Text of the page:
Category Archives: Industry Focus
Catastrophic weather is no longer a one-off event. How can we be better prepared?
Popular opinion pointed to the 2014 Polar Vortex as a one-time event. The wind, ice, and snow brought by that harsh winter weather was responsible for $1.7 billion of the $2.3 billion in insured losses in the affected states that year, according to ISO’s Property Claim Services.
Then Juno, the blizzard of 2015, struck. While not affecting as many communities as first predicted, the storm dumped up to two feet of snow and caused flooding in homes and businesses across New England. Once again, people are bracing for loss.
It seems that again, the impossible happened. How can we predict the unpredictable and help our communities get back on their feet faster? Continue reading
When Kevin Spacey pitched House of Cards to broadcasters, they asked him to do a pilot.
When Kevin Spacey pitched House of Cards to Netflix, they did not ask him to do a pilot. They wanted to know many episodes he wanted to produce. Netflix was able to ask that question with confidence because they already had knowledge from data and analysis that would support their decision to air the show.
Knowledge is power. Does your utility have enough of the right spatial intelligence?
“More information is always better than less.” — Simon Sinek, Author
Sinek would never agree that “less is more.” The author went on to describe the value of more information: “When people know the reason things are happening, even if it’s bad news, they can adjust their expectations and react accordingly,” Sinek stated. “Keeping people in the dark only serves to stir negative emotions.”
When I worked for a power company, it was my job to make sure people were not in the dark—literally. When people were out of power, we figured out why: A snow storm had drizzled ice on the power lines. Or some drunk had crashed into a utility pole. Or else some stupid (now dead) squirrel had climbed onto the lines and forgotten that his tail was a very nice conductor. Continue reading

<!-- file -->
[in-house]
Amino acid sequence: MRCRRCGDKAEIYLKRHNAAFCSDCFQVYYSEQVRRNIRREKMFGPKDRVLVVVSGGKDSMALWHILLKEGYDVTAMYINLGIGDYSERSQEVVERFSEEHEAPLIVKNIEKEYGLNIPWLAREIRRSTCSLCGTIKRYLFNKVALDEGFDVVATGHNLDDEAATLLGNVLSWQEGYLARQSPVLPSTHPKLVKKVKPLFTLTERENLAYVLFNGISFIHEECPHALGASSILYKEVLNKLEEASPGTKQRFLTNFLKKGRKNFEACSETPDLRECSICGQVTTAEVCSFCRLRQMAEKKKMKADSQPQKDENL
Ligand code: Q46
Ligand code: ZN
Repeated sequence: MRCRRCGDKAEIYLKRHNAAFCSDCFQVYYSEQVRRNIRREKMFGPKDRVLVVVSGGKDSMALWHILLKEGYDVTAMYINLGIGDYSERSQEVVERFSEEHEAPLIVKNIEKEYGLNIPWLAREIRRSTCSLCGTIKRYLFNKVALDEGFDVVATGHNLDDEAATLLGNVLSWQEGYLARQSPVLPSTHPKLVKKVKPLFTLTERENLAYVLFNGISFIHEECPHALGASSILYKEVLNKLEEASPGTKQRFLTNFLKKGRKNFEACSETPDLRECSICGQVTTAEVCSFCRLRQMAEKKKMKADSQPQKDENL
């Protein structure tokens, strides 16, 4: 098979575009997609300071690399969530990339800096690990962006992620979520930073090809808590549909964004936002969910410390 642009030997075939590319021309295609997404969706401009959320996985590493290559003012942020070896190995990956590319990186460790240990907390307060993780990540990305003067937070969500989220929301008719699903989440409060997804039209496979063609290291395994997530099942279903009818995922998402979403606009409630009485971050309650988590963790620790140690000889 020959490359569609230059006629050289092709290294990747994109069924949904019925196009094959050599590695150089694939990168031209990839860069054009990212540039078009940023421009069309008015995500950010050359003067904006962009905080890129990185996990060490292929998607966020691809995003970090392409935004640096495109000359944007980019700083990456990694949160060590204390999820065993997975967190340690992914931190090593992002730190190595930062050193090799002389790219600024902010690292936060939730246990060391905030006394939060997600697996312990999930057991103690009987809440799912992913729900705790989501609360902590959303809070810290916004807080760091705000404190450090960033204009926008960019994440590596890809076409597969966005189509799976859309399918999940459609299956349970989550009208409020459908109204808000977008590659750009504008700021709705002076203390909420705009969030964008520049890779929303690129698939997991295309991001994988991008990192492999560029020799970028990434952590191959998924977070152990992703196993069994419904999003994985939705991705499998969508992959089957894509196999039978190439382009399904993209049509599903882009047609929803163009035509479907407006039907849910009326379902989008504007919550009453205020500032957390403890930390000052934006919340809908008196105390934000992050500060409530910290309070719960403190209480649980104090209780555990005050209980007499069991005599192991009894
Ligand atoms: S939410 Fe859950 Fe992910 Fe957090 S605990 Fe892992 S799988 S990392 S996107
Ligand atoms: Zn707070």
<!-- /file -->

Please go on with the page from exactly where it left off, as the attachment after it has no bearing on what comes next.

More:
New Tools Are Available to Teach Geography in More Engaging, Dynamic, and Effective Ways
Geography is considered one of the world’s oldest disciplines. It was first defined and formally established by Eratosthenes in 250 BC and has a rich tradition of scholarship extending from 2,000 years ago to the present. As a scientific discipline, geography has always embraced new technologies, research practices, instructional methods, skills, and content.
Climate change is here, and geospatial tools are already helping us adapt to the “new normal.”
It is hard to believe that as the Polar Vortex returns to North America bringing snow and subzero temperatures, meteorological offices in the UK, Australia, and other countries around the world announced that 2014 was the hottest year on record. Records dating back to 1659 tell us that eight of the UK’s top ten warmest years have occurred since 2002.
Soaring temperatures and high winds in Australia last year fueled some of the worst bushfires in more than 30 years. According to a recent report by Climate Council, a climate change research group based in Australia, changing weather, a growing population, and the proximity of vulnerable assets in bushfire-prone areas have increased the risks to lives and property. The cost of these bushfires is estimated to run into hundreds of millions of dollars each year. It is expected that Australia needs to double the number of firefighters by 2030 to cope with this threat.
Ironically, record warm weather like Australia’s dry spells and drought in California are mirrored with increasingly severe wet weather, including cyclones, in the Pacific and Atlantic hurricanes. Continue reading